Yom Hazikaron: Remembering Israel’s most recent fallen soldiers, terror victims

By Sean Savage/JNS.org

Click photo to download. Caption: Israel Defense Forces soldiers at a Yom Hazikaron memorial ceremony in Tel HaShomer, Israel, on April 28, 2009. Credit: Avishai Teicher/PikiWiki Israel.

In the United States, where war has become an increasingly distant affair for civilians and is the burden of a few armed forces volunteers fighting in faraway battlefields, Memorial Day has for some become known more for its sales and the unofficial start of summer than for its purpose of honoring fallen soldiers.

But for Israelis, the threat of war is more real and the battles are much closer to home. As a result of their country’s geopolitical situation and recent founding, Israelis feel the cost of war significantly more than most of their allies in the West. The sobering cost of this reality is reflected each year on the Hebrew calendar date of the fourth of Iyar, which is Yom Hazikaron (Israeli Memorial Day). Established unofficially in 1948, the year of Israel’s founding, and then officially in 1963, it is celebrated in conjunction with Yom Ha’atzmaut (Israeli Independence Day), which falls on the following day, the fifth of Iyar.

Captain Eytan Buchman of the Israel Defense Forces (IDF) Spokesperson’s Unit explained how Yom Hazikaron is commemorated in an interview with JNS.org

“In Israel, Independence Day starts off immediately after Memorial Day. Here, Memorial Day is not about the sales; Israelis everywhere pay tribute to the fallen soldiers in a solemn day of mourning. The entire first half of the official government ceremony marking the start of Independence Day is devoted to Memorial Day. There is no abrupt shift—everyone in the crowd, everyone watching on TV knows that these soldiers and their sacrifice is what let us celebrate yet another Independence Day,” Buchman said.

For this year’s Yom Hazikaron, JNS.org looks back on the lives of the four Israeli soldiers killed in action during the past year, according to the IDF, as well as the eight Israeli civilians who died as a result of terrorism.

Sgt. Nathaniel Moshiashvili

Sargent Moshiashvili, a 21-year-old resident of Ashkelon, served in the Golani Brigade. Moshiashvili studied until the age of 16 at an Orthodox yeshiva, and at the age of 17 moved to a national religious school where he finished the Israeli Matriculation exams with a 95 average. He was killed when his unit responded to an incident where a terrorist crossed illegally from Gaza, through the security fence, into Israel.

Cpl. Nathaniel Yahalomi

Corporal Yahalomi, a 20-year-old resident of Nof Ayalon, served in the Artillery Corps. He was killed while on patrol along the Israeli border with Egypt when a group of 3 terrorists opened fire on his squad (near Har Sagey). Another one of his squad mates was injured in the firefight as well.

Cpl. Josef Partok

Private Emanuel Partok, an 18-year-old from an ultra-Orthodox community in the town of Emanuel, was promoted after his death to corporal. Partok was part of the IDF forces that were sent to bolster the forces around the Gaza Strip during Operation Pillar of Defense in November. He was killed by a Hamas rocket.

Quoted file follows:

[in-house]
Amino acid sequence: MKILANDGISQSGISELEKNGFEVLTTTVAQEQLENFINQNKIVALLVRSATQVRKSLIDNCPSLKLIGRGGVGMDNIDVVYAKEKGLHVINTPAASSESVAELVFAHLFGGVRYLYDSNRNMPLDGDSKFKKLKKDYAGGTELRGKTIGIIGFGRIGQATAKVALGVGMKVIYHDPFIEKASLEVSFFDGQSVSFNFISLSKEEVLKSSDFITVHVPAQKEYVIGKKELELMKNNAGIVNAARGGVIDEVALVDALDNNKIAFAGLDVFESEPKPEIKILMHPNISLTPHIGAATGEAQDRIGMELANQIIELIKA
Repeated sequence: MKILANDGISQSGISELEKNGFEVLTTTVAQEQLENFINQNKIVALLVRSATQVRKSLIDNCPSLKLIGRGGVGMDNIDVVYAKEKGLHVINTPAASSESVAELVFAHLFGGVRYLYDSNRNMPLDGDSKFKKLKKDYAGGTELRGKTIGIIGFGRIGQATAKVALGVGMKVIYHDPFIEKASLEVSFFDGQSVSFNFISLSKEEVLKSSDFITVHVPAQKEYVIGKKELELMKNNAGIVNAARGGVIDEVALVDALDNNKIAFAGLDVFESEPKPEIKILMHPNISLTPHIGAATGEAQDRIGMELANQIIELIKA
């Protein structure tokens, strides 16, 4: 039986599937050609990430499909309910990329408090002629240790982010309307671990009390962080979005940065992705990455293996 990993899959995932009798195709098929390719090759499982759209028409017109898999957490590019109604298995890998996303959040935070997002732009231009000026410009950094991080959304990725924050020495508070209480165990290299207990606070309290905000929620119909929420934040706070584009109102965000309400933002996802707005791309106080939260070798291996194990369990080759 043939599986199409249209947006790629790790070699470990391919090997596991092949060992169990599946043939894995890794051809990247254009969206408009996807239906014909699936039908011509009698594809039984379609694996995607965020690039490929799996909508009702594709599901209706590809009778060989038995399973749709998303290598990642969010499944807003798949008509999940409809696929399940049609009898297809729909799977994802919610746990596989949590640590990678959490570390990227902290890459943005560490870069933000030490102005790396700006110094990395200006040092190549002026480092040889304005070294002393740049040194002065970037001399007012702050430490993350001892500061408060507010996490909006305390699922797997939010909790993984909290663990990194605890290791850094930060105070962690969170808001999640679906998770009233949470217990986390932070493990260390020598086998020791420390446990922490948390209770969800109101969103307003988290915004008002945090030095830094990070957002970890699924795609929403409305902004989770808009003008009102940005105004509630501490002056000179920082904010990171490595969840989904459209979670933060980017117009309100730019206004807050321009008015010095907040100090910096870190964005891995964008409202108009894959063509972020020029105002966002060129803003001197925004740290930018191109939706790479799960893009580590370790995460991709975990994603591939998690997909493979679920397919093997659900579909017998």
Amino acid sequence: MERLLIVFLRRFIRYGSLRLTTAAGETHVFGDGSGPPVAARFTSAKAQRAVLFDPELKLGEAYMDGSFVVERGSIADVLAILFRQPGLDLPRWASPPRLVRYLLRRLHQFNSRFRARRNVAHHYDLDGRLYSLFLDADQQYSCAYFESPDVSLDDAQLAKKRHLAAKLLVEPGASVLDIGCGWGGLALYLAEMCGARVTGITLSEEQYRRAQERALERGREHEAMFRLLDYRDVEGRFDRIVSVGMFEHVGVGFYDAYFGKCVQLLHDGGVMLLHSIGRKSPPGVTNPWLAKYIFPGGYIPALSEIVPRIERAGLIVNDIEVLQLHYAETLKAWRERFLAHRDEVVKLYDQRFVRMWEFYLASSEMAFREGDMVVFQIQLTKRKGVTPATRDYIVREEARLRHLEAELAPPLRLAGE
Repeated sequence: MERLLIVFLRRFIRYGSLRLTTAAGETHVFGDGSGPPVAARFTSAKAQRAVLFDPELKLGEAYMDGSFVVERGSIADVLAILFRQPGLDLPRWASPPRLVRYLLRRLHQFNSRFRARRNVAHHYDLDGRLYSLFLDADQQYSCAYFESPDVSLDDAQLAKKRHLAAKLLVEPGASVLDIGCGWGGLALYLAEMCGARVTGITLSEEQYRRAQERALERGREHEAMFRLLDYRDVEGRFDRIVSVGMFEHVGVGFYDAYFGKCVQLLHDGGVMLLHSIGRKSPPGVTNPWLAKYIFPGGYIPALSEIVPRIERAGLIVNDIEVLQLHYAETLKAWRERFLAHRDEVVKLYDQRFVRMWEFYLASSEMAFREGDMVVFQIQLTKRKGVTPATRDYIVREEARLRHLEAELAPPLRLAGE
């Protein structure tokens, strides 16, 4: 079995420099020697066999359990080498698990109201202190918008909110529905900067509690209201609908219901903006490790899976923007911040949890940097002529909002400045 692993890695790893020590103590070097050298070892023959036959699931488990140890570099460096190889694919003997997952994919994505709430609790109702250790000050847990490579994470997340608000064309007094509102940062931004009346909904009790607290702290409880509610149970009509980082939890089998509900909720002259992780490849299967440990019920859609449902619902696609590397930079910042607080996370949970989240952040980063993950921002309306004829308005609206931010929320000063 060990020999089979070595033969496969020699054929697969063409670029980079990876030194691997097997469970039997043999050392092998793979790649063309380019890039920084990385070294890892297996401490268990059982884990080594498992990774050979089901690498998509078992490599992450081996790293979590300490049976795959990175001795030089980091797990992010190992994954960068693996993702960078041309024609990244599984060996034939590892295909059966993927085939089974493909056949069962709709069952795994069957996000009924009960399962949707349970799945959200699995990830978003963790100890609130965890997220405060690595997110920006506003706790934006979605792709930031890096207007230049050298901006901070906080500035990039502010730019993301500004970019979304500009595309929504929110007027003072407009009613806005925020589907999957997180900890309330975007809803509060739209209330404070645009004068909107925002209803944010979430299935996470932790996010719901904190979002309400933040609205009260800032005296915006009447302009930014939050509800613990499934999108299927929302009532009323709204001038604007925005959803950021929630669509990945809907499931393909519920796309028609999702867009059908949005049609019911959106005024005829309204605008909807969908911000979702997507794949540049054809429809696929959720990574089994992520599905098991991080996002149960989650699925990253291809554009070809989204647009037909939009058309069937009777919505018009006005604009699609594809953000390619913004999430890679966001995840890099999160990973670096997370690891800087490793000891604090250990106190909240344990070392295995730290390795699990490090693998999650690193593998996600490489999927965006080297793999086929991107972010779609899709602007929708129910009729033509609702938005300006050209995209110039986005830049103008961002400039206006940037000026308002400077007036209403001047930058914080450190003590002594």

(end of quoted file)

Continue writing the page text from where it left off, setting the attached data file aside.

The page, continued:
1st Lt. Boris Yarmolonik

First Lieutenant Boris Yarkmolonik, a 28-year-old from Netanya, was an IDF reserve officer who was injured by a rocket in the Eshkol Region and died of his wounds the following day. Yarmolonik was injured in the incident along with five other soldiers. After sustaining a severe head injury, he was hospitalized in Soroka Hospital in Beersheba.

Since the Second Intifada, Israelis have also mourned the loss of civilians who were killed as a result of terrorism. According to the Israeli Ministry of Foreign Affairs, eight Israelis were killed as a result of terrorist attacks over the past year.

On July 18, 2012, six people were killed, including five Israelis and their Bulgarian bus driver, and more than 30 were wounded in a suicide bombing attack linked to the terrorist group Hezbollah on a bus carrying Israelis at Sarafovo Airport in Burgas, Bulgaria. The seventh dead body was identified as the suicide bomber.

The victims were: Maor Harush, 26, of Akko; Yitzchak Kolangi, 28, of Petah Tikva; Amir Menashe, 27, of Petah Tikva; Elior Preis, 26, of Akko; Kochava Shriki, 44, of Rishon Lezion; and Mustafa Kyosov, 36, the Bulgarian bus driver.

On Nov. 15, 2012, three people were killed in a direct rocket hit from Gaza on an apartment building in the southern Israeli town of Kiryat Malachi during Operation Pillar of Defense.

The victims were: Mirah Scharf, 25, Aharon Smadja, 49, and Itzik Amsalem, 24.

Despite the myriad growing threats in the region—civil war in Syria, terror groups Hezbollah and Hamas, the Iranian nuclear program, and the Muslim Brotherhood in Egypt—Israel, through technological marvels such as the Iron Dome missile defense system, has been able to better safeguard its soldiers and civilians over the past year.

Nevertheless, Captain Buchman reminded JNS.org that what enables Israel to survive are the men and women who serve in the IDF.

“I think that the most critical thing to bear in mind is that while Israel is a developed, Western country, we live in a rough neighborhood,” Buchman said. “There have been tectonic shifts throughout the Middle East but the ultimate stabilizers for Israel and its residents is the IDF. There is a famous Israeli poem called the Silver Platter, by Nathan Alterman, which describes the price that is paid for the Israeli security and stability. These sacrifices, made by Israeli men and women that serve on the land, in the air and on the water, are what keep Israelis safe.”

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Posted on April 3, 2013 and filed under Israel, Features.